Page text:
Hydrology of the Pacific Ocean
The preceding chapter presented the currents of the Pacific Ocean essentially as wind- driven and treated temperature, salinity and other hydrographic properties as passive tracers, useful sometimes to demonstrate the effect of a current on hydrographic property fields but not responsible for the current's existence. This point of view is justified by the success of the Sverdrup model in explaining the major features of the oceanic circulation solely from the wind stress field, indicating that ocean currents are mainly wind-driven. On the other hand, our discussion of possible depths of no motion in Chapter 2 came to the conclusion that the Sverdrup circulation does not extend below 1500 m at most and that below that depth thermohaline forces must be responsible for water movement. We can use this fact to give our text some structure, by dividing the discussion of each ocean into two chapters. The first chapter concentrates on those elements of the circulation that are mainly wind- driven; thermohaline forces may modify details but are not the essential driving force. The second chapter addresses those elements of the circulation where thermohaline factors are responsible for the water movement or at least determine its direction. This chapter discusses hydrographic property fields in the deep Pacific Ocean, using the distributions of temperature, salinity, and occasional other properties, to draw conclusions on currents below the direct influence of the wind. Since the driving agent for the thermohaline circulation is again the atmosphere, we begin the discussion with a brief review of surface conditions before turning to abyssal depths.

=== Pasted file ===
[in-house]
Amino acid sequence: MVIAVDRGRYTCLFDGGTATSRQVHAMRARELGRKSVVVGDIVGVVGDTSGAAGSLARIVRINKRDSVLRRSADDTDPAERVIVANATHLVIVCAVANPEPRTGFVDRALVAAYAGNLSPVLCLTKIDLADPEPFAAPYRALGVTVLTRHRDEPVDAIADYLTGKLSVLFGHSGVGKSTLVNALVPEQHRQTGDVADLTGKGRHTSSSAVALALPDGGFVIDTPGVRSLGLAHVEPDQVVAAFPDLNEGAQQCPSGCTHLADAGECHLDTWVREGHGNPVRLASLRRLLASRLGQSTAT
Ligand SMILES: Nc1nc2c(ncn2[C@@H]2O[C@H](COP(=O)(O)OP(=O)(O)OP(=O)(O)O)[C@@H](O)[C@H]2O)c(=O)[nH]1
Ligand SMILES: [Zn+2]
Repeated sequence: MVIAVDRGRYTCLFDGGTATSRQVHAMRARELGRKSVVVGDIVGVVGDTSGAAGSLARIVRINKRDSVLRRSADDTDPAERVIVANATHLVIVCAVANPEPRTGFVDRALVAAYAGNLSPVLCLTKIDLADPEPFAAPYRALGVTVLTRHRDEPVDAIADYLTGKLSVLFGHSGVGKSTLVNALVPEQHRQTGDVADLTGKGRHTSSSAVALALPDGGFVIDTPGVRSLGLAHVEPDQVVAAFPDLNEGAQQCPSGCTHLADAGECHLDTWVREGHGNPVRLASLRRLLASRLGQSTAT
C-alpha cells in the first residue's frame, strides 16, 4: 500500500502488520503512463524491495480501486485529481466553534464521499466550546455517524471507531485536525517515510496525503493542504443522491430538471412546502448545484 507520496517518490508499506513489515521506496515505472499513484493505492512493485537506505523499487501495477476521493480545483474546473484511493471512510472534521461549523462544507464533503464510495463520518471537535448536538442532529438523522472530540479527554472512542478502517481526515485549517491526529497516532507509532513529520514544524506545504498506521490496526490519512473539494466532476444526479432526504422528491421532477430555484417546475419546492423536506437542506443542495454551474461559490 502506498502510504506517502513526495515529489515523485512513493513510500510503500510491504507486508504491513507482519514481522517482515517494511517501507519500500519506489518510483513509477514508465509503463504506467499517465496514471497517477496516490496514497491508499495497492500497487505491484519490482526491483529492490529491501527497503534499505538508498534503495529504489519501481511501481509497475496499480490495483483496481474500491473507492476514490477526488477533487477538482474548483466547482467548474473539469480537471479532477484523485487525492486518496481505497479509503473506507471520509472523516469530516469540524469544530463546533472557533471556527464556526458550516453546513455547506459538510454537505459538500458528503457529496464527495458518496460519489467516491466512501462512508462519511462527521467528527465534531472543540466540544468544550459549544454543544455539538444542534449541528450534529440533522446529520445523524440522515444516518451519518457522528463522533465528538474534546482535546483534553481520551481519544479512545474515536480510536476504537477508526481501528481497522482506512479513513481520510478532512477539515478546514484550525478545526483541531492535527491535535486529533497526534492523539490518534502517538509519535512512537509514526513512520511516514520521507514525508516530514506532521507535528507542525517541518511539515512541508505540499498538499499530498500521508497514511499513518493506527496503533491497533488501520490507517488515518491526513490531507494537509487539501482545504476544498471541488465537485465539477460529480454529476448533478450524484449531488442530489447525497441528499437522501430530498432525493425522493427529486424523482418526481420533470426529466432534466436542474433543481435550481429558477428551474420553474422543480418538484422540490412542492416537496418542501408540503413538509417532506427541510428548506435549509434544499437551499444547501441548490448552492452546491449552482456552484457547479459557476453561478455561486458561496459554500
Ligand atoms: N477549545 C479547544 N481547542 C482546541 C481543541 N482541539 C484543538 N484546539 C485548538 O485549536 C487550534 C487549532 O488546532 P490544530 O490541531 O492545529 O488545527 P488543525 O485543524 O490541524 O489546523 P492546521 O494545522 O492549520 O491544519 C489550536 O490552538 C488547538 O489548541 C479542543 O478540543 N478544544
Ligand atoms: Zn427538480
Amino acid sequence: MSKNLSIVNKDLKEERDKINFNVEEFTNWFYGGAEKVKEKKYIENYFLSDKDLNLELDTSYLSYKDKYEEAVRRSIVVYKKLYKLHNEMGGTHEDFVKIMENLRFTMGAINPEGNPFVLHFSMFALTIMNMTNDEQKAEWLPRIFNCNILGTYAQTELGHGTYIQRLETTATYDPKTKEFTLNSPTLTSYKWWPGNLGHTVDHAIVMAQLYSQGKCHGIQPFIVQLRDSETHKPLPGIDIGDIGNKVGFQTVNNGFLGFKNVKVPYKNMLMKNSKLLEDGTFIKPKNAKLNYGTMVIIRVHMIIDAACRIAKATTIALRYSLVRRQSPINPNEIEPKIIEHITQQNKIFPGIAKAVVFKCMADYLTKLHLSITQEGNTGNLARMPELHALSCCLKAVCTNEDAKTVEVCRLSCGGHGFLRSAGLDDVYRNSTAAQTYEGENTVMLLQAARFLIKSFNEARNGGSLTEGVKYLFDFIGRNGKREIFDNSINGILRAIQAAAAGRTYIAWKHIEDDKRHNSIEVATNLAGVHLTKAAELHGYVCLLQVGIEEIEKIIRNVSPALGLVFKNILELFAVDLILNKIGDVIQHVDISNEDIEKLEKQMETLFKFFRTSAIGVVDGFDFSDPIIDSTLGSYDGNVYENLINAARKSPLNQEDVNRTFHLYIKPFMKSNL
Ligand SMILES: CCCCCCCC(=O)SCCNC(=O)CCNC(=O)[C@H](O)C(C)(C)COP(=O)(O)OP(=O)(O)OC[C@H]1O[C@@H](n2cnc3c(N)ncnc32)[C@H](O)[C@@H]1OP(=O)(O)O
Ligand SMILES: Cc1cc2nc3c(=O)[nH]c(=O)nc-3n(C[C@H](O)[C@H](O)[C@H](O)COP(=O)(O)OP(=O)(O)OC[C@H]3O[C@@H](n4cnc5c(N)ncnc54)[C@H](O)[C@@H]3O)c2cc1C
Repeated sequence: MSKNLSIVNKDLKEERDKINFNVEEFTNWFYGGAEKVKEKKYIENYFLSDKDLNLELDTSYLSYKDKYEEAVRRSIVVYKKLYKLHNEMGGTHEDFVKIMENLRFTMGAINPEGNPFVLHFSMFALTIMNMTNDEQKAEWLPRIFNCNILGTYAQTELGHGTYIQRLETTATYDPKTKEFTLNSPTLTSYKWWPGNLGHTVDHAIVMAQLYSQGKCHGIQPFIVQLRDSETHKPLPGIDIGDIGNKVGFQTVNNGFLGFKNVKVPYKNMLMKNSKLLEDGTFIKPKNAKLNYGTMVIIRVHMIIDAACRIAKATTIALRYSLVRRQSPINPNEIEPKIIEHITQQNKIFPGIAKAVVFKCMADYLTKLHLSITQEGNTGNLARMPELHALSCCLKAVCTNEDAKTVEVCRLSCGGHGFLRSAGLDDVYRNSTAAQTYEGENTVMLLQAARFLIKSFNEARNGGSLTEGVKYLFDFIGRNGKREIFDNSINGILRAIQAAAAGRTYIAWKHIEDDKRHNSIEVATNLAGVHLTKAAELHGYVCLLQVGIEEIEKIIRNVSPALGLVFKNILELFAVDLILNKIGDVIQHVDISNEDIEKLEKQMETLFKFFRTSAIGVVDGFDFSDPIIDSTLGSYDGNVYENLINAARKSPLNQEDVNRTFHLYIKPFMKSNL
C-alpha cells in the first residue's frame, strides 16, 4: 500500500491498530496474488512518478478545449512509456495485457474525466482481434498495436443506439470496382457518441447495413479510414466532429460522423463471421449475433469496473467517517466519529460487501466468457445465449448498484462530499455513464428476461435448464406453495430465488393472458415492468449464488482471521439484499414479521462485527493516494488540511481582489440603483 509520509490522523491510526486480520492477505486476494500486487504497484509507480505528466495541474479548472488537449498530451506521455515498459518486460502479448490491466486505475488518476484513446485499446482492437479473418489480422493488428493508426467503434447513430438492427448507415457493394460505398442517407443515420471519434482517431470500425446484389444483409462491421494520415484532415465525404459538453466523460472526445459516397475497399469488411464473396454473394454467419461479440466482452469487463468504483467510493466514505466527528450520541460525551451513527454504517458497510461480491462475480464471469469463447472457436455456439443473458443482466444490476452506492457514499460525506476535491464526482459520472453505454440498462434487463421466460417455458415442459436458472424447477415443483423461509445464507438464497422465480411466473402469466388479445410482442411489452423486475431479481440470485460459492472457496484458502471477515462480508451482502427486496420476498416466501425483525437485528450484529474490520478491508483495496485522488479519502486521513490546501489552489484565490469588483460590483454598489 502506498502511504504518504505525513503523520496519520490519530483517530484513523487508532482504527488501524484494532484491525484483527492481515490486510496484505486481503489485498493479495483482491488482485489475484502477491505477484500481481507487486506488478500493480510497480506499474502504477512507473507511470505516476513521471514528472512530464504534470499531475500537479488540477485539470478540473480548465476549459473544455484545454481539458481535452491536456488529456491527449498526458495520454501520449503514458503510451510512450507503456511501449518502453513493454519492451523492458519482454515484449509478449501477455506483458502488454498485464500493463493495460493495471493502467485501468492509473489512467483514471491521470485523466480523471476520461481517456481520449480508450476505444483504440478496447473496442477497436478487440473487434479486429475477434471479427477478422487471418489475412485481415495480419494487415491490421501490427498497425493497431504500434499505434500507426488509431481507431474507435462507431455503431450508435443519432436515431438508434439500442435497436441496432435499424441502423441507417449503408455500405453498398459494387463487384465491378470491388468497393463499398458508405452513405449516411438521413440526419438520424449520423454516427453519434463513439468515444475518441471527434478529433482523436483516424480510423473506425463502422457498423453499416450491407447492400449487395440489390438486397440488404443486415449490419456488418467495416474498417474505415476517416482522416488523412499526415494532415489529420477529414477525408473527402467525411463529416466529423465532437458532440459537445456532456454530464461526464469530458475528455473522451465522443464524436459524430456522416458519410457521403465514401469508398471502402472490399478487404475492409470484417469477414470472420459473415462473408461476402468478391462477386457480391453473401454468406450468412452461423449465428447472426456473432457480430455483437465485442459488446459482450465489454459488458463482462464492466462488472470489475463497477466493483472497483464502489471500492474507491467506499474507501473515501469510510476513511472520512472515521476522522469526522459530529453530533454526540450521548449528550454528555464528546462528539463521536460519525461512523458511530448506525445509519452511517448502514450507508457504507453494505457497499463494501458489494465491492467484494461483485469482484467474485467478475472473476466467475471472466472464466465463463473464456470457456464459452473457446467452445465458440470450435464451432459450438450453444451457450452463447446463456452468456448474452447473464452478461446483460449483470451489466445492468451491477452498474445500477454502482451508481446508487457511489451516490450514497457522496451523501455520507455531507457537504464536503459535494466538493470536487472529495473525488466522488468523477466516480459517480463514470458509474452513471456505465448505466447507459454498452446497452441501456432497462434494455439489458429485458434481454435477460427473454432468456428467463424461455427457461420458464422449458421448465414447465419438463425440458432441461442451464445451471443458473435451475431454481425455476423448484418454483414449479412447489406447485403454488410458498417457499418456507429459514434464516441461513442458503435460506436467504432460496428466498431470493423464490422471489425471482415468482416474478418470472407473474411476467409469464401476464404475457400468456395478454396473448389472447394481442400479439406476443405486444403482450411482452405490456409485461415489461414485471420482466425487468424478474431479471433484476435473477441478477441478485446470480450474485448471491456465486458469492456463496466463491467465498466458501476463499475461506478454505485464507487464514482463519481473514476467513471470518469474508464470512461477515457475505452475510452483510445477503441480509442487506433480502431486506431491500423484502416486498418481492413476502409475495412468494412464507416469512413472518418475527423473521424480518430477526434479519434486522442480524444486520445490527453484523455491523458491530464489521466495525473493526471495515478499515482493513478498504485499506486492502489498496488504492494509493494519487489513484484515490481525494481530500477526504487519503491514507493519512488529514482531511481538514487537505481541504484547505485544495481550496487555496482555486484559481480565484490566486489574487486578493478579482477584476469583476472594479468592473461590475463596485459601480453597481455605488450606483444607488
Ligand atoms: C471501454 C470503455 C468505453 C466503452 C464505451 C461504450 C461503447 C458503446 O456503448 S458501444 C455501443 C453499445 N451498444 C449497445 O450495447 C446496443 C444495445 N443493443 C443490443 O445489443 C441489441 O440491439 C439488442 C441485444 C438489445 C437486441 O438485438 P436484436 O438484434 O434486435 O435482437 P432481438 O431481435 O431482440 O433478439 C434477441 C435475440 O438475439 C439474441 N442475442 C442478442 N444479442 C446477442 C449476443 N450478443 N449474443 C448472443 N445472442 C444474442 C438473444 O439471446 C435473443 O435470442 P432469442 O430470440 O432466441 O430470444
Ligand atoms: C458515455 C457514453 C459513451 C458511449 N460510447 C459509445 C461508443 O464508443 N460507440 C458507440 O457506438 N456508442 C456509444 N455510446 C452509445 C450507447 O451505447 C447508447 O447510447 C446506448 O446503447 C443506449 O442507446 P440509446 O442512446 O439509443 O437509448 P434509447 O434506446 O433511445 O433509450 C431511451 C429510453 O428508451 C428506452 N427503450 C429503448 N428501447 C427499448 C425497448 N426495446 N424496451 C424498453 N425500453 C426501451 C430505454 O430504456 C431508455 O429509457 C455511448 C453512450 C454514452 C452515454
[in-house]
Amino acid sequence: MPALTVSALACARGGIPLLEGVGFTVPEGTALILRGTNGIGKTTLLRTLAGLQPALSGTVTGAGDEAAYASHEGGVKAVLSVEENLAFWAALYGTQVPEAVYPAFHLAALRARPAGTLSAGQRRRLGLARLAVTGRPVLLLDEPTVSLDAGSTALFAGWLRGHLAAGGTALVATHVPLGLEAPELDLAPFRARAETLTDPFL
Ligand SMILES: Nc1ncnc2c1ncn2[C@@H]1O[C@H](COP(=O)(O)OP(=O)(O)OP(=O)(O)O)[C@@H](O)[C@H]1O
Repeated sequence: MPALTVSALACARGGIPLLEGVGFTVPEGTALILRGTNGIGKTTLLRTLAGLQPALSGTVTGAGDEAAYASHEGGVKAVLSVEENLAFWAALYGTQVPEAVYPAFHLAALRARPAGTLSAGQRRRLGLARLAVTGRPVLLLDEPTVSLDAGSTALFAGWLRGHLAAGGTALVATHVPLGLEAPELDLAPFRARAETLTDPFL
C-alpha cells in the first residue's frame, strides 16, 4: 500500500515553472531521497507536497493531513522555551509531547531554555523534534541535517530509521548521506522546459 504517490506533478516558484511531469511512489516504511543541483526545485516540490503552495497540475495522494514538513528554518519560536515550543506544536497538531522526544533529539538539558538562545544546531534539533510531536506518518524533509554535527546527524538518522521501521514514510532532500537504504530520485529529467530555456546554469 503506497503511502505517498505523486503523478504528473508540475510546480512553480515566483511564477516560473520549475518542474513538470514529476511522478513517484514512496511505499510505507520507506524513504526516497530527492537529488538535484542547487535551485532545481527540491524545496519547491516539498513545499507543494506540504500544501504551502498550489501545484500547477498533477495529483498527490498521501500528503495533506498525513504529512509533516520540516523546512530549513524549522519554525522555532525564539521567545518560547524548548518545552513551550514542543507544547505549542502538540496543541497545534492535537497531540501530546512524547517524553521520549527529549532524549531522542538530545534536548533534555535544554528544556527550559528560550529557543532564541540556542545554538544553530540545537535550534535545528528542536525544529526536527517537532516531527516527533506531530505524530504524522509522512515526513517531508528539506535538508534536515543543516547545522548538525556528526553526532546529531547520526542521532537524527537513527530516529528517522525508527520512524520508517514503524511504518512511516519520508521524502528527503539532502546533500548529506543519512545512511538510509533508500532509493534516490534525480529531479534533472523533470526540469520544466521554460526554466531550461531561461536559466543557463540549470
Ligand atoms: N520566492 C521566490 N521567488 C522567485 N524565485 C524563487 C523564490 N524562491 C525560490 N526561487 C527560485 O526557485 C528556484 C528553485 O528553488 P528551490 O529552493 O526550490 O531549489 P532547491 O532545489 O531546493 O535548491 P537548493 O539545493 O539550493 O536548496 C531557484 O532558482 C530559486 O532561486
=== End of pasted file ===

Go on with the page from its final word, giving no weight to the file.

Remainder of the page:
Precipitation, evaporation and river runoff
The region of highest precipitation in the Pacific Ocean as in all oceans is in the tropics where the southern and northern hemisphere Trade Winds meet, causing air to rise and release moisture. It occupies a narrow band in the vicinity of the equator and is characterized by weak and variable winds and heavy rainfall from cloud clusters associated with atmospheric convection and frequent electrical storms. This region is known in meteorology as the Intertropical Convergence Zone or ITCZ and as the Doldrums in the language of mariners. In the Pacific Ocean the ITCZ was seen just north of the equator at 5°N in the last chapter, extending from South America to Indonesia and the Philippines. It is associated with annual mean rainfall in excess of 300 cm per year. Poleward of the ITCZ rainfall decreases towards the subtropics, reaching its absolute minimum of less than 10 cm per year in the coastal upwelling regions. As discussed in the last chapter, climatic conditions along the east and west coasts differ dramatically in the subtropics, and the subtropical rainfall minimum does not reach much below 200 cm per year in the west. In the northern hemisphere it cannot be identified west of 130°E where the band of high rainfall from the ITCZ bends northward to follow the Philippines Current and Kuroshio. The minimum is also very weak over the Coral and Tasman Seas. Further poleward, a rainfall maximum in both hemispheres is associated with the path of storm systems in the Westerlies (the Roaring Forties). In the northern hemisphere the band of high rainfall extends from Japan to Canada with values above 150 cm per year; in the southern hemisphere maximum values above 100 cm per year are found near 50°S.